DAVID GREENE, HOST:
Now a small study with potentially big implications. The study was presented over the weekend at the Society for Neuroscience meeting in Chicago, and it has people who work with Parkinson's very excited. A cancer drug appears to help patients with Parkinson's and also a related form of dementia. NPR's Jon Hamilton reports on the preliminary but pretty dramatic results.
JON HAMILTON, BYLINE: In people with Parkinson's disease, toxic proteins build up in certain brain cells, eventually killing those neurons. Several years ago, a researcher named Charbel Moussa at Georgetown University Medical Center got an idea. He thought a drug already approved for cancer might be able to reverse this buildup of toxins in brain cells. Moussa says the drug activates a system in cells that works like a garbage disposal. It clears out unwanted proteins.
CHARBEL MOUSSA: And we found that surprisingly with a very little amount of the drug, we can clear all these proteins that are supposed to be neurotoxic.
HAMILTON: But that was in cells growing in petri dishes. So Moussa had his team try the drug on transgenic mice that developed Parkinson's disease.
MOUSSA: When we tested the transgenic mice for behavioral outcomes, we saw that the mice, which were almost completely paralyzed, they were rescued.
HAMILTON: They were moving like healthy mice again. That got the attention of Fernando Pagan, the neurologist in charge of Georgetown's Movement Disorders Program.
FERNANDO PAGAN: When I saw these mice when Dr. Moussa showed them to me, it looked like, hey, this is the type of drug that we've been looking for because it goes to the root of the problem.
HAMILTON: The drug is nilotinib, a new and very costly treatment for leukemia. Nilotinib kills cancer cells, but brain cells thrive on low doses of the drug. Pagan wondered whether nilotinib would be safe for patients with Parkinson's and a form of dementia that often accompanies the disease. So for six months, he gave tiny amounts of the drug to a dozen patients, including this man.
ALAN HOFFMAN: I'm Alan Hoffman, and I'm 64 years old - 74. And I have a Ph.D. from Michigan State University in social science education - taught there for 27 years.
HAMILTON: Now Hoffman lives in northern Virginia with his wife, Nancy. He was diagnosed with Parkinson's in 1997. By 2007, the disease had begun to affect his thinking. Nancy Hoffman says things got really bad during a trip to London.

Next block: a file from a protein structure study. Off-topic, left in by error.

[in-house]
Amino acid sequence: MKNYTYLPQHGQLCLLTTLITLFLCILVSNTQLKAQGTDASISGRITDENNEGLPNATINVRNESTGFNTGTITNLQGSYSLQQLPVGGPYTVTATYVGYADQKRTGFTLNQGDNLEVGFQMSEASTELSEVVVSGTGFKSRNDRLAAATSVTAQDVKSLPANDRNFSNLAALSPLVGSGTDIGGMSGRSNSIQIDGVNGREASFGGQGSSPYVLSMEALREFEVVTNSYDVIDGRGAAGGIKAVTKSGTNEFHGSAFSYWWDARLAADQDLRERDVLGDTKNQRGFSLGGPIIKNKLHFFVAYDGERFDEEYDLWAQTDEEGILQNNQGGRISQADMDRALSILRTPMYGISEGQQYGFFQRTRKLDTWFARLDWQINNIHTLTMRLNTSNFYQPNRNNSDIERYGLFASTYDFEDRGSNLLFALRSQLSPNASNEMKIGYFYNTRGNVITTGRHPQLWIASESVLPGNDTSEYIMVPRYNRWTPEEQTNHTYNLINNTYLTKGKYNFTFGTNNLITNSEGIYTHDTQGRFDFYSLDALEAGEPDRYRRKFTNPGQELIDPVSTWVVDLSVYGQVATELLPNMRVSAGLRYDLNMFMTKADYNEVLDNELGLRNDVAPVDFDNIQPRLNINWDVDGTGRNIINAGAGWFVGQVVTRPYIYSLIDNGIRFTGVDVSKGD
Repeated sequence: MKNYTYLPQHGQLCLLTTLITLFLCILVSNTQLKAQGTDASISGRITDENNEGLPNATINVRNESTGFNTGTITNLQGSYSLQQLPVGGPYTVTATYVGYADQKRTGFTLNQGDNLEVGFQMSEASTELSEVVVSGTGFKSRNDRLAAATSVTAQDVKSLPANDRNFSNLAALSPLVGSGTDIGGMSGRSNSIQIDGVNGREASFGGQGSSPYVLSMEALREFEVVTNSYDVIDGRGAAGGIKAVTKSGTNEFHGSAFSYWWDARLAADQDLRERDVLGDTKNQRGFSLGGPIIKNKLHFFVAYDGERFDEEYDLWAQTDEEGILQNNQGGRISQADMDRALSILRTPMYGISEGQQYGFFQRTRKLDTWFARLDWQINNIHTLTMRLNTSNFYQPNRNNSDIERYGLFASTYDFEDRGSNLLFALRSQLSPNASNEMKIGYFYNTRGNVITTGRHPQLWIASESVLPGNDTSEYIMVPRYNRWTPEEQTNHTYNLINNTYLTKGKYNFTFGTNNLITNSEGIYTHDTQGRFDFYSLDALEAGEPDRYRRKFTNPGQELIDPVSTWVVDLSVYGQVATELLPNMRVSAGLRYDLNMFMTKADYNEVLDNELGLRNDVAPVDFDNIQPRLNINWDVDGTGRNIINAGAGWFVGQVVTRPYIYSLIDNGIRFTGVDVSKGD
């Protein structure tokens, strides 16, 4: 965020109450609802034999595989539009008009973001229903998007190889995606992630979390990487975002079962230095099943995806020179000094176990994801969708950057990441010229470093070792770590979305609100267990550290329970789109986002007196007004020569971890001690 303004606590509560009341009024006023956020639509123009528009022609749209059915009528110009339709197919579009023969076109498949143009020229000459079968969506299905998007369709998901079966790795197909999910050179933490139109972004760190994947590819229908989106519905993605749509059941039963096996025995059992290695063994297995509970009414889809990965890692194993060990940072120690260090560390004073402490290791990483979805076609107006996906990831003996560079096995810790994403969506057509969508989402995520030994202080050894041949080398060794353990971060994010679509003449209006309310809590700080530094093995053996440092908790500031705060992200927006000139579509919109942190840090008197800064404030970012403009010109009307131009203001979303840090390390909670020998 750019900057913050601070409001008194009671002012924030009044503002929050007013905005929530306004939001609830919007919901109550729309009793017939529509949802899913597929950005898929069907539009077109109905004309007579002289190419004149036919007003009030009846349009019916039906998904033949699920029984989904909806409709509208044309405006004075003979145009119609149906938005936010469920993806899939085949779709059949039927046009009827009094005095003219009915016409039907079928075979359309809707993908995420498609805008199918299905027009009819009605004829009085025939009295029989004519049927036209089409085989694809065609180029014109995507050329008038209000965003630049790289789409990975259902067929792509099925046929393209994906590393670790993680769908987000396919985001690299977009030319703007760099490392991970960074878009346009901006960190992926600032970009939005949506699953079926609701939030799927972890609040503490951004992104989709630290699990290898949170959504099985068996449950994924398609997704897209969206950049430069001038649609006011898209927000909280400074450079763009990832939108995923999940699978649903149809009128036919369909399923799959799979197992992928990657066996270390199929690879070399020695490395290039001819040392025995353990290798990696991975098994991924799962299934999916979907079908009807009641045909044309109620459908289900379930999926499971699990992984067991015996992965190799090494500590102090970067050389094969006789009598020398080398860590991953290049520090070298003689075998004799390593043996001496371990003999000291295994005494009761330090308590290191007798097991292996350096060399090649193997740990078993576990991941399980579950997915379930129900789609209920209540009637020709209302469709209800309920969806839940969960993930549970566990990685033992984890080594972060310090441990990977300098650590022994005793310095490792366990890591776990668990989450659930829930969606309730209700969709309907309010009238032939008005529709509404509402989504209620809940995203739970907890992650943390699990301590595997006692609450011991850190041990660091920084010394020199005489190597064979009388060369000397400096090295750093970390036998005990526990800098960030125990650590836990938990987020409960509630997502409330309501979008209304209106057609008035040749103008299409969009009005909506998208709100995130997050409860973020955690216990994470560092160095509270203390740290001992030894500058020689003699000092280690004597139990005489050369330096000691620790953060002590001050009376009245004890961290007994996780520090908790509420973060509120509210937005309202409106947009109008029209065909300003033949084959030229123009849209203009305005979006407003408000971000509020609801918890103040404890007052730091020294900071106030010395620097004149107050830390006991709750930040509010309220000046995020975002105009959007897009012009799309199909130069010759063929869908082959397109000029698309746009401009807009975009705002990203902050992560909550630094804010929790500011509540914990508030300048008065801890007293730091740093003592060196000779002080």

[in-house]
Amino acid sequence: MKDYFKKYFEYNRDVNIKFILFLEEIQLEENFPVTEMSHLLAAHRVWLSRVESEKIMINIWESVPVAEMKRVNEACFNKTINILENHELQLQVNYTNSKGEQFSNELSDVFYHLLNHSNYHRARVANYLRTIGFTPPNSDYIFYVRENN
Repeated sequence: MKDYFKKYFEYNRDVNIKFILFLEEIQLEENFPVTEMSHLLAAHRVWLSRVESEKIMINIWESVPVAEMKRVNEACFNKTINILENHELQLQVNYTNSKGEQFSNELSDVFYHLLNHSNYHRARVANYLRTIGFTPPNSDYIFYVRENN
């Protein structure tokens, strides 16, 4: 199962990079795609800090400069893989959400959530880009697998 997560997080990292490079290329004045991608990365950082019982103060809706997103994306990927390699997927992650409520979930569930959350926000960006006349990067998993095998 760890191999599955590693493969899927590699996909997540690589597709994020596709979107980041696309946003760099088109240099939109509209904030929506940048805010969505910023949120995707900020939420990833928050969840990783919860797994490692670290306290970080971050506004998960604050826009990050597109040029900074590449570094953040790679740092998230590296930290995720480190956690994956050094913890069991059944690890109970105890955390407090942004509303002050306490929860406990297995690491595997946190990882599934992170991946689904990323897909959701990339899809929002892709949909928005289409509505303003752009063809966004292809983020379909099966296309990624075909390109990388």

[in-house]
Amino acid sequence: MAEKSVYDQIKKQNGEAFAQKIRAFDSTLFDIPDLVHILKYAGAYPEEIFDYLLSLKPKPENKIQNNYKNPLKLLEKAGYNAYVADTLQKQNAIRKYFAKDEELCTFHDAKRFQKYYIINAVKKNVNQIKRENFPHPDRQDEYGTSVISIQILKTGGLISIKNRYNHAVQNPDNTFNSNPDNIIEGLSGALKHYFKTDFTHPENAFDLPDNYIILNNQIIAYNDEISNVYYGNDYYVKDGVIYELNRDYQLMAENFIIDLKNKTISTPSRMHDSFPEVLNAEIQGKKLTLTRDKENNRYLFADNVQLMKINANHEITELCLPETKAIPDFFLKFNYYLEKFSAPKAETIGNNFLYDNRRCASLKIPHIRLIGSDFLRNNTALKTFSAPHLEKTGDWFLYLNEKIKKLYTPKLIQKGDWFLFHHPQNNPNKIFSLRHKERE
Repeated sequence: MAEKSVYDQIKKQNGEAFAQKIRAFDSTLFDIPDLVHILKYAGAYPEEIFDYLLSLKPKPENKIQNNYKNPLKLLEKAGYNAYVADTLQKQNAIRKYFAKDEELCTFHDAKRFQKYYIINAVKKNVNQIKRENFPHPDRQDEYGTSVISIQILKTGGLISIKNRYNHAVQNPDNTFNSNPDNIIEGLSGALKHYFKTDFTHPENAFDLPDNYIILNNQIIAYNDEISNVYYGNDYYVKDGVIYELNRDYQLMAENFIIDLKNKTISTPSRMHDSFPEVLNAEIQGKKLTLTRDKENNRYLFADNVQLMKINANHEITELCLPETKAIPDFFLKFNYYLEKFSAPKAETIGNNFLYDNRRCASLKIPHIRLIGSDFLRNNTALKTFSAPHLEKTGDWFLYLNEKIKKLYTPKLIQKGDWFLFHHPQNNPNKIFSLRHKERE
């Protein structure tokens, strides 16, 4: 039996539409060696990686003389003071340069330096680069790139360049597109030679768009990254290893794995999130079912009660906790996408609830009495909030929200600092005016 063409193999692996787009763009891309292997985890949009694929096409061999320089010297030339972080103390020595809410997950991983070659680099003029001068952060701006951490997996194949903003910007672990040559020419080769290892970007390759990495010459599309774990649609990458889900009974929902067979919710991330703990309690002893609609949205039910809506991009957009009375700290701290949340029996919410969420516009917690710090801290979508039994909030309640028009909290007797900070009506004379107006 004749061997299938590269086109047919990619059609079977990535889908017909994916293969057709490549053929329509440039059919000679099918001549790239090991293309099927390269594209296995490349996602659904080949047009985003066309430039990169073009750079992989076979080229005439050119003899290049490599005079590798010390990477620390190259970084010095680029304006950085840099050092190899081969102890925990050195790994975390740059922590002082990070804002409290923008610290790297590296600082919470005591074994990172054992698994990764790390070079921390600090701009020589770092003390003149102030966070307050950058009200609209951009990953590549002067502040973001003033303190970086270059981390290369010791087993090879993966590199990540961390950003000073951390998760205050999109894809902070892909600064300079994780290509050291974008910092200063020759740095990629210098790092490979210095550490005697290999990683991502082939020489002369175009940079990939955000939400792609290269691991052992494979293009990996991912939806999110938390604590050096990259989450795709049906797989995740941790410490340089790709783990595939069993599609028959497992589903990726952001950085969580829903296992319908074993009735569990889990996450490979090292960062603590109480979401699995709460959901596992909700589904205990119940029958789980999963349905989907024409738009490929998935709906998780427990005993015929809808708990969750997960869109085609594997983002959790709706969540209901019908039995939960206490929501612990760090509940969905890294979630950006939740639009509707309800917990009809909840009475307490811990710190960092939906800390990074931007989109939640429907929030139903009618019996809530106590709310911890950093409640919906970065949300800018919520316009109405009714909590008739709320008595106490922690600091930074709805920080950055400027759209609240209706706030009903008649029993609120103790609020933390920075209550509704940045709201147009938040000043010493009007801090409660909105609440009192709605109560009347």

NANCY HOFFMAN: He had more and more difficulty making sense, and he was being pretty belligerent. And I said something to him that I later cried my eyes out over doing, but I said, Alan, you have dementia.
HAMILTON: That was something Alan already suspected.
A. HOFFMAN: I knew I had dropped off. You know, people would keep giving me books and I'd have read the first chapter of about 10 of them. I had no ability to focus on it.
HAMILTON: The Hoffman's tried experimental drugs and deep brain stimulation. The treatments helped, but didn't halt the disease. Eventually, the couple came to Fernando Pagan at Georgetown, and he offered Alan a chance to enroll in the study of nilotinib. Pagan shows me a video taken at the beginning of the study. Alan is walking down a corridor as part of a timed test.
PAGAN: You can see he's slow. There's a decreased arm swing there on the right. He's a little bit wobbly when he walks.
HAMILTON: And his posture is twisted by a muscle problem called dystonia. Next, Pagan shows a video of Hoffman taking the same test after two months on nilotinib.
PAGAN: Here, he went from 15 seconds originally to eight seconds - much straighter, less dystonia and no longer using a cane.
HAMILTON: Alan Hoffman remembers that day.
A. HOFFMAN: That was a shock to everybody. I mean, I didn't expect to do it. And I was walking like a normal human being.
HAMILTON: Even more surprising, Hoffman's scores on cognitive tests began to improve. The study ended in August, but Nancy Hoffman remembers that while her husband was on the drug he did things he hadn't done in years.
N. HOFFMAN: He actually read the David McCullough book on the Wright brothers and started reading the paper from beginning to end.
HAMILTON: Pagan says everyone in the study improved, though the amount varied. Levels of toxic proteins in their blood and spinal fluid decreased, and they were able to function on lower doses of Parkinson's drugs. After the study ended, Alan Hoffman says he was OK for about three weeks.
A. HOFFMAN: The last couple of weeks has been scary. I mean...
N. HOFFMAN: There's a pretty big change. He does have more problems with his speech and he has more problems with cognition and more problems with mobility.
HAMILTON: The Hoffmans hope to get more nilotinib through a program for people who improve during experiments like this one. Meanwhile, the Georgetown team plans to try nilotinib in patients with another brain disease that involves toxic proteins - Alzheimer's. Jon Hamilton, NPR News.
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